Specialist Amanda Anderson works on the floor of the New York Stock Exchange on Tuesday. Chicago City Treasurer Kurt Summers writes that women in the finance sector are "undercompensated, underrepresented and underestimated." (AP Photo/Richard Drew)

Specialist Amanda Anderson works on the floor of the New York Stock Exchange on Tuesday. Chicago City Treasurer Kurt Summers writes that women in the finance sector are “undercompensated, underrepresented and underestimated.” AP Photo | Richard Drew

It’s been nearly 100 years since women fought for and achieved equality in the voting booth, paving the way for broader workers’ rights and civil liberties for all. But despite the passage of time, we still see incredible inequality for women on Wall Street.

In financial services, women are often undercompensated, underrepresented and underestimated.

This isn’t just a women’s issue. It’s a leadership issue.


The gender pay gap in the financial sector is steeper than the entire national average. While women now make a disappointing 79 cents for every dollar earned by men, in financial services roles, the numbers are even worse with women earning only 55 to 69 percent of their male counterparts.

In addition to a pay gap, there is also an opportunity gap. According to a recent study by MorningStar Inc., women make up less than 10 percent of all U.S. mutual fund managers. And, of the $12.6 trillion held in those funds, only two percent of those dollars are managed by women. Believe it or not, the gender gap in fund managers has actually widened since 2009, turning back time on equal representation in financial services.

Compare those figures to the fact that women make up 40 percent of the country’s workforce, and something is amiss. In 2014, women in the U.S. served as the leading household decision makers for over $11.2 trillion in investable assets.

More women are in control of their personal investment decisions, yet the number of female investment managers is a far cry from what their talent and size commands.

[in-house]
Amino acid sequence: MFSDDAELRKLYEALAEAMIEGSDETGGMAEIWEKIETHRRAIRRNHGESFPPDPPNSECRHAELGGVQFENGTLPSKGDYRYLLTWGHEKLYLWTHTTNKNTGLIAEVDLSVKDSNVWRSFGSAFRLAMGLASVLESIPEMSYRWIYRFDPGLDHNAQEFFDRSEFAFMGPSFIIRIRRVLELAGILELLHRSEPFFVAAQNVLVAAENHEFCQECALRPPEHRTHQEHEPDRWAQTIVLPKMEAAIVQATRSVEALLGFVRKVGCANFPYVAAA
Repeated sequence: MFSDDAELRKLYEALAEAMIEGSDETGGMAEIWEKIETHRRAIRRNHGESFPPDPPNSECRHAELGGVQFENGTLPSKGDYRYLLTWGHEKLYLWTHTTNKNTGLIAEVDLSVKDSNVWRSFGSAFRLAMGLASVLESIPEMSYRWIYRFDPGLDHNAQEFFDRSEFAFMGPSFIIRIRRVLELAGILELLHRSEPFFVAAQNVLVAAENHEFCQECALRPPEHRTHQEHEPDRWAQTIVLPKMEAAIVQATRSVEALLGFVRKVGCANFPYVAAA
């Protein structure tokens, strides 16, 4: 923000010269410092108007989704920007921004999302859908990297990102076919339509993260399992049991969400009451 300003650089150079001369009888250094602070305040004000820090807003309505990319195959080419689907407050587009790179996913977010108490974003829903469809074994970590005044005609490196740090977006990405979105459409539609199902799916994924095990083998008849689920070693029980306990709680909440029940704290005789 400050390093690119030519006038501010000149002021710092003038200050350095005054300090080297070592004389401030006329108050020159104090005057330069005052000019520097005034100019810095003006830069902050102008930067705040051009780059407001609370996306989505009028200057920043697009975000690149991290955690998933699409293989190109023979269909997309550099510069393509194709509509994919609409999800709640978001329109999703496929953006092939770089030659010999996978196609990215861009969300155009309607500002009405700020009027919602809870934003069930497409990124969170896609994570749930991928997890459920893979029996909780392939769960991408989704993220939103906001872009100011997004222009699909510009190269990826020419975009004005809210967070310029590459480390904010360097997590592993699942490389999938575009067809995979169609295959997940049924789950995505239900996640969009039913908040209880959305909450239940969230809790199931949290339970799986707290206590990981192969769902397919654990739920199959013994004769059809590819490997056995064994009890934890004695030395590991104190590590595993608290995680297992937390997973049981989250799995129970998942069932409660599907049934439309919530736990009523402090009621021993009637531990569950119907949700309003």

And that’s bad news for all of us, because women investment managers are exceptional at what they do.

Breaking through the negative outlook, even in the most complex financial strategies and markets, women continue to outperform their male peers. In a study last year, professional services firm Rothstein Kass found that for the six and a half years ending June 2013, the Rothstein Kass Women in Alternative Investments (WAI) Hedge Fund Index returned 6 percent, while the S&P 500 gained 4.2 percent and the HFRX Global Hedge Fund Index dropped -1.1 percent during the same period.

Empowering women on Wall Street is in everyone’s best interest. As leaders, we need to encourage, promote and support women in finance at every turn.

In the treasurer’s office, I was proud to recently name Miriam Martinez as our City’s first female Chief Investment Officer. With 30 years of experience in finance, Miriam has substantial experience implementing large-scale public investment programs, having previously served as Chief Investment Officer of the $16 billion New York State Insurance Fund.

In the few short months that she’s been in Chicago, Miriam has already enhanced returns on our portfolio to benefit taxpayers. As a result of Miriam’s leadership, we are on track to generate millions of dollars of additional revenue from the city’s portfolio.

On Wall Street, the fact that women haven’t been treated equally is unfair to everyone. The absence of equality has hurt our pocket books, our retirement savings and the bottom line.

This Women’s Equality Day, all industry leaders in finance and investments should renew their efforts to be the change that we should all seek. Investing in women is not only the right thing to do, it also leads to better returns and a brighter future for all.

Kurt Summers is the Chicago City Treasurer.